Wheat prices have been going up like a stampede of cattle.
The question is: “Can the cowboys circle the herd or is there a cliff up ahead?” An analyst warned that, “prices tend to go up on a staircase and down the elevator shaft.” I added, especially if the price rally is mostly caused by another commodity.
On June 13, Oklahoma and Texas cash wheat prices bottomed out. For many elevators, the low price was near $6 a bushel. Fifteen market days later, Oklahoma and Texas cash wheat prices were near $8.
In 13 trading days, the Kansas City Board of Trade (KCBT) September wheat contract price increased $1.78. The KCBT December wheat contract price increased $1.71. These price increases have happened with little change in the wheat supply and demand situation.
In the June 12 World Agricultural Supply and Demand Estimates, the USDA lowered the wheat 2012/13 marketing-year ending stocks from 735 million bushels to 694 million bushels. Ending stocks were estimated to be 728 million bushels in 2011/12 and the five-year average is 710 million bushels.
From the May to June WASDE reports, world wheat ending stocks were lowered from 6.91 billion bushels to 6.83 billion bushels. World wheat ending stocks were 7.2 billion bushels in 2011/12 and the five-year average is 6.51 billion bushels.
The U.S. wheat stocks-to-use ratio was lowered from 30.7 percent in May to 29.1 percent in June. The 2011/12 stocks-to-use ratio was 32.3 percent and the five-year average is 29.1 percent.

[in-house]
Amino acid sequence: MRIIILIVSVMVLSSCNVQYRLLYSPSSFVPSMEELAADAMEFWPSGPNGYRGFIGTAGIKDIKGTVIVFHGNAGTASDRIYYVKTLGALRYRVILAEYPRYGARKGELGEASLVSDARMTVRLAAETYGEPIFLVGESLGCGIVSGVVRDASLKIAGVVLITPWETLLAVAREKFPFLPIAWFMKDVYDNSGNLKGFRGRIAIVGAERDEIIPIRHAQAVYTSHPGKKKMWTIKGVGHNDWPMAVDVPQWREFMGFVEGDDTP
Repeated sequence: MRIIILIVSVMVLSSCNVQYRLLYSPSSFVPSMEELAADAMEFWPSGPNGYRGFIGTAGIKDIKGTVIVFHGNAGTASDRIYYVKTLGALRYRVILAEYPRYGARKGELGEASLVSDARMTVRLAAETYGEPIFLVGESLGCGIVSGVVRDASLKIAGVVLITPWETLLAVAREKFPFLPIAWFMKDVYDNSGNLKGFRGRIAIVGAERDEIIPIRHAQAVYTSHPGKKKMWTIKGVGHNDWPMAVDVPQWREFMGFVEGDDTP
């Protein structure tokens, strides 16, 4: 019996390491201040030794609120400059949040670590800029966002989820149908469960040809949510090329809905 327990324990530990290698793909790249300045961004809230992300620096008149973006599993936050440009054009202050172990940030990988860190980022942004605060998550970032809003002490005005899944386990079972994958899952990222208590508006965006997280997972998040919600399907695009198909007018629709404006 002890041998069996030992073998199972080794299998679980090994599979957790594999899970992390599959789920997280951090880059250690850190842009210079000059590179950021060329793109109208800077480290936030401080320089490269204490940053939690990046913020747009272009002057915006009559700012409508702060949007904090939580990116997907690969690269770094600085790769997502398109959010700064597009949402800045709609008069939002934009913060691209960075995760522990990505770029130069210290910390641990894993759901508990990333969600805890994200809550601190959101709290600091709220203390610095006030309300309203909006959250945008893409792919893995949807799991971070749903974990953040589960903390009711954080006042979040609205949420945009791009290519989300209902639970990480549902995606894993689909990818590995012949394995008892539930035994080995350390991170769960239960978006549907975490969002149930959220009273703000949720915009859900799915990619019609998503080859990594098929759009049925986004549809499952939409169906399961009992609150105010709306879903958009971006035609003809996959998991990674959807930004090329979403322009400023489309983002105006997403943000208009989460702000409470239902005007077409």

From May to June, the world stocks-to-use ratio was lowered from 27.4 percent to 27.2 percent. The 2011/12 world stocks-to-use ratio was 28.1 percent and the five-year average is 27.1 percent.
Ukraine and Russia are now harvesting their 2012 wheat crop. Reports indicate that, as expected, yields are about 40 percent less than last year.
Reports indicate that Argentina’s planted wheat acres may be 20 percent less than last year and some analysts lowered their U.S. spring wheat production estimates.
The five-year average Oklahoma/Texas Panhandle cash wheat price is about $6.05. With U.S. ending stocks slightly less than and the stocks-to-use ratio equal to the five-year averages, it is difficult to justify $8 wheat.
In the last 13 trading days, the Chicago Board of Trade December contract corn price has increased from $5.06 to $7.08. Based on projected corn production, use and ending stocks, Allendale, Inc. estimated that the CBT December corn contract price would peak at about $7.25.
In the June WASDE, corn production was estimated to be 14.79 billion bushels. This estimate was based on 166 bushels per acre and 89.1 million harvested acres.
Because of hot dry weather, projected corn yields have been lowered. Using 154 bushels per acre and 89.1 million harvested, production would be 13.72 billion bushels.
Using USDA’s corn marketing-year corn use and exports, 2012/13 corn ending stocks would decline from June’s 1.88 billion-bushel estimate to 810 million bushels. Ending stocks below 850 million bushels justifies current corn prices.
Historically, in short crop years corn prices peak in late August or early September. When corn prices peak, wheat prices will probably peak. The wheat marketing-year wheat prices trend is normally set in late August and/or early September.
Producers must have a marketing plan. Slight modifications are acceptable. If the plan was to sell in one-third increments and one-third has been sold, consider selling a small percentage of the remaining wheat on this rally.
If you need $8 wheat to make ends meet, sell a higher percentage. As seen over the last three weeks, situations and prices change rapidly.